Throughout his year as a boxing pariah, Margarito never lost the desire to box again, and to do so on the grandest stages the sport could offer. Once his year was up, his promoter, Bob Arum, latched on to that desire, and on to Margarito’s notoriety, to stage two huge bouts. The first was a money-grabber in Dallas against Arum’s most prized asset, Manny Pacquiao. The marketing buildup promoting the fight presented a remarkably different Margarito from the one who was forced to walk away from the spotlight following the Mosley affair. Gone was his clean-cut image. Fans were instead served images of his heavily tattooed torso, a devilish goatee, and a mullet that made it look as if Margarito had indeed spent a year in jail. His demeanor had changed too: in interviews taped to promote his bout with Pacquiao he alternated between playfulness and remorse, also apologetically addressing the issues of the events in Los Angeles and his parting ways with Capetillo. If Margarito was to be rehabilitated as a good guy who had gotten mixed up in an unfortunate wrongdoing, he would have to offer at least a semblance of regret to HBO’s cameras.
But that wouldn’t be necessary if he was going to wear the black hat. After Margarito lost a unanimous decision by wide margins on all cards to Pacquiao, his second big comeback fight was a rematch against none other than Miguel Cotto, in New York City. The promotion for it included a staged face-off between the two fighters, with Cotto brandishing a tablet showing a picture of Margarito celebrating his victory over him, being carried around on someone’s shoulders in the ring in Las Vegas. Then Cotto zoomed in on the picture, confronting Margarito with a close up of his ungloved but still wrapped right fist, which showed a peculiar tear that would be very difficult to explain without the presence of some foreign, hardened material hidden somewhere in the wraps. Margarito dismissed it nonchalantly, pretending not to understand Cotto’s allegations (even though both were speaking Spanish) and ending the segment by stating, “I’ll beat you up again!” It made for riveting television, something straight out of the WWE, and showed in its final form Margarito’s newly adopted persona as ring villain. The mullet, the tattoos, the facial hair, the insolent attitude—they all amounted to a new character, one far removed from the humble, soft-spoken Margarito who beat Cotto and lost to Mosley. Margarito had finally realized that neither modesty nor self-effacement were valuable in the business of boxing, so he remodeled himself as a justifiably remorseless douche: if he had done nothing wrong—as he always maintained—then there was nothing to apologize about. The rest of his felonious persona was only to help sell tickets.
And sell it did. Over forty thousand tickets were bought for the Pacquiao fight in Dallas’s enormous Cowboys Stadium. The rematch with Cotto packed New York’s Madison Square Garden. Margarito earned more for the second fight with Cotto—over $2.5 million—than he did in what was supposed to be his coronation bout against Mosley. Not bad for a guy whose reputation had been in ruins only a short time before. Everyone seemed to come out a winner from Margarito’s comeback. The Tijuanan squeezed a couple of juicy paychecks from his name and his newly crafted image while giving Miguel Cotto a chance at lucrative revenge, fans someone to root against, and the promoters and networks a chance to cash in. Moreover, Margarito played to perfection the role that had been handed him: not only did his malevolent reincarnation touch fans and the media in the right spots, this evil Margo also lost both big fights. And not only did he lose, he lost big. Pacquiao busted up his right eye so badly, breaking the orbital bone, that all Cotto had to do was throw some water at it for Margarito’s eye to swell shut. Cotto went instead with a never-ending string of left hooks, which also got the job done.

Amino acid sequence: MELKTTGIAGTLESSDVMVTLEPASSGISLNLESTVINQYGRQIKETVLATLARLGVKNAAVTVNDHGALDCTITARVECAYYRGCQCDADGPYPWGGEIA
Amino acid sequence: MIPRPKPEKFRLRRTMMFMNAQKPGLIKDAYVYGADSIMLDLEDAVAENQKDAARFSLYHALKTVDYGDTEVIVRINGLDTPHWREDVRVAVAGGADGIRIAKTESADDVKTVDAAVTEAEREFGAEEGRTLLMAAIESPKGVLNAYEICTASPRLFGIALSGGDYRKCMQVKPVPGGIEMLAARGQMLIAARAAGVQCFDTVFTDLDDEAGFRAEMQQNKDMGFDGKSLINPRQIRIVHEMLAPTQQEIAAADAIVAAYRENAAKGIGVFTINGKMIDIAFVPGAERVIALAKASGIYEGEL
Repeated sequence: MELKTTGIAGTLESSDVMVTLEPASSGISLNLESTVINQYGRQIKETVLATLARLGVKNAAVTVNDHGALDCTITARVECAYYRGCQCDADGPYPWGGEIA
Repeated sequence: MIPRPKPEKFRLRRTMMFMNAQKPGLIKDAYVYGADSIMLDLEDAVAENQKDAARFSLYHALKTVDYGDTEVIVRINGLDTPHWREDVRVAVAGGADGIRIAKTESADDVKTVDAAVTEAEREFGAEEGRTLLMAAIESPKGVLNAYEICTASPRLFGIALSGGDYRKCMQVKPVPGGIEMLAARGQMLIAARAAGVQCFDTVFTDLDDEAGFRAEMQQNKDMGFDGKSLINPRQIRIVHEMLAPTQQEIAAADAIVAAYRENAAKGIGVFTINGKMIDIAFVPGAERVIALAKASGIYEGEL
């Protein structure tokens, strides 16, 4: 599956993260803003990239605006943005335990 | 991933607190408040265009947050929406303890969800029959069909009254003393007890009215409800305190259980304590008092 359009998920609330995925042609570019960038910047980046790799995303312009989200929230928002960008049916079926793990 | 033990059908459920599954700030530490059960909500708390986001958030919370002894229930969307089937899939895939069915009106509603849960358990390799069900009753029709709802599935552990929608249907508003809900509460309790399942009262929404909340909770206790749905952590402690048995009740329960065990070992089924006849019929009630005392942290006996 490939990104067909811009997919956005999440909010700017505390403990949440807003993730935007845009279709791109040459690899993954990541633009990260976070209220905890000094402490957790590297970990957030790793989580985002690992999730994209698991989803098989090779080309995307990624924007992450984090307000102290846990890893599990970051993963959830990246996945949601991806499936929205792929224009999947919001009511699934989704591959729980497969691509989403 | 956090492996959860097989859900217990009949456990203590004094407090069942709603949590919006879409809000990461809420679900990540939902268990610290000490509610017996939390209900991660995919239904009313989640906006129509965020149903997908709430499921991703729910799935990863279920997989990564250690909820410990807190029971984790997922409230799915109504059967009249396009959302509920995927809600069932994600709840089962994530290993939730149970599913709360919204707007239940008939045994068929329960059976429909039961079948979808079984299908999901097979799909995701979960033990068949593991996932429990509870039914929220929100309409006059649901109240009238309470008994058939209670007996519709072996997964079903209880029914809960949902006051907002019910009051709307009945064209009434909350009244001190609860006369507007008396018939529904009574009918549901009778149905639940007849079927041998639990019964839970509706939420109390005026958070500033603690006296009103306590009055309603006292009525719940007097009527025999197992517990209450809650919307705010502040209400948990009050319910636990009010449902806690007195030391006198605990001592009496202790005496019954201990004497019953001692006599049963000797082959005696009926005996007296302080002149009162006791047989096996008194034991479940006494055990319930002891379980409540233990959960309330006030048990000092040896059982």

Looking at all the money produced by Margarito’s comeback for HBO and for Bob Arum’s Top Rank, in retrospect it looks silly to suggest it never should have taken place. But with such an obvious financial imperative at play, it became a safe bet that there was little call for further investigation into Margarito’s and Capetillo’s behavior in Margo’s previous fights. Nobody who mattered in the fight world needed to know The Truth about what happened to Lujan, Cintron, and Cotto at the hands of Margarito, not when promoters and networks could forge their own version of the truth, package it, and sell it for mass consumption. Still, if nothing else, two hard-hitting facts emerged from the Tijuana Tornado’s comeback: 1) Antonio Margarito lost the two high-profile fights he had after Javier Capetillo was caught trying to insert plaster in his wraps; 2) Margarito lost the two high-profile fights he had after cutting his ties with Capetillo. Is there any way to make sense of the relationship between them?
Seen from a distance professional boxing is a deceptively simple spectacle: two men beating on each other until cunning, physical prowess, or a combination thereof produces a winner. But complexity increases as we zoom in, as the business side—nothing more than a manifestation of human nature—interferes in all sorts of ways with what most fans would rather believe is a purely athletic competition. Many who watch boxing never move past their romantic notion of the sport, constantly framing what they see in terms of platonic concepts such as courage, valor, honor, and pride. Yet those same notions are hammered into irrelevance by forces significantly more pressing to the fighters and the suits promoting and managing them, namely, money, power, and influence. Narratives we attach to fights and fighters differ from one viewer to the next depending on how much they care to learn about what they’re watching, and—as both Cotto-Margarito and Margarito-Mosley abundantly demonstrated—the narratives can also change over time contingent on information that surfaces after the fact. The sport offers no truths, but only informed beliefs to subscribe to; each being valid to some extent, but each also flawed in its own ways. The Truth is there’s no purity in boxing; there are no absolutes to rely on. Enlightenment is to be found in the ring only on occasion and fleetingly; outside it, there’s only the insouciance of a Socratic paradox: not all we see is real, and we’ll never see it all.
Joyce Carol Oates is right when she says boxing can offer us beauty in the ring, and the first fight between Cotto and Margarito—at least when we saw it live—certainly proved this. But if Margarito’s comeback proved anything else, it’s that she’s wrong in calling boxing “sheerly madness,” just as Norman Mailer was wrong about calling it a religion, and just as Ernest Hemingway would’ve been wrong to declare it moral because of how fine and alive it can make us feel. If boxing is anything more than a sport, it is business: rational in its pursuit of profit, passionless in dealing with its own consequences, and amoral in pursuing its goals. Margarito’s becoming a boxer at age 15 was entirely a business decision; his comeback in spite of all the disturbing circumstances and open questions surrounding it, questions that also threatened to undermine the validity of what those who love boxing think they see when two boxers go to war in the ring, was just business as usual. — Rafael Garcia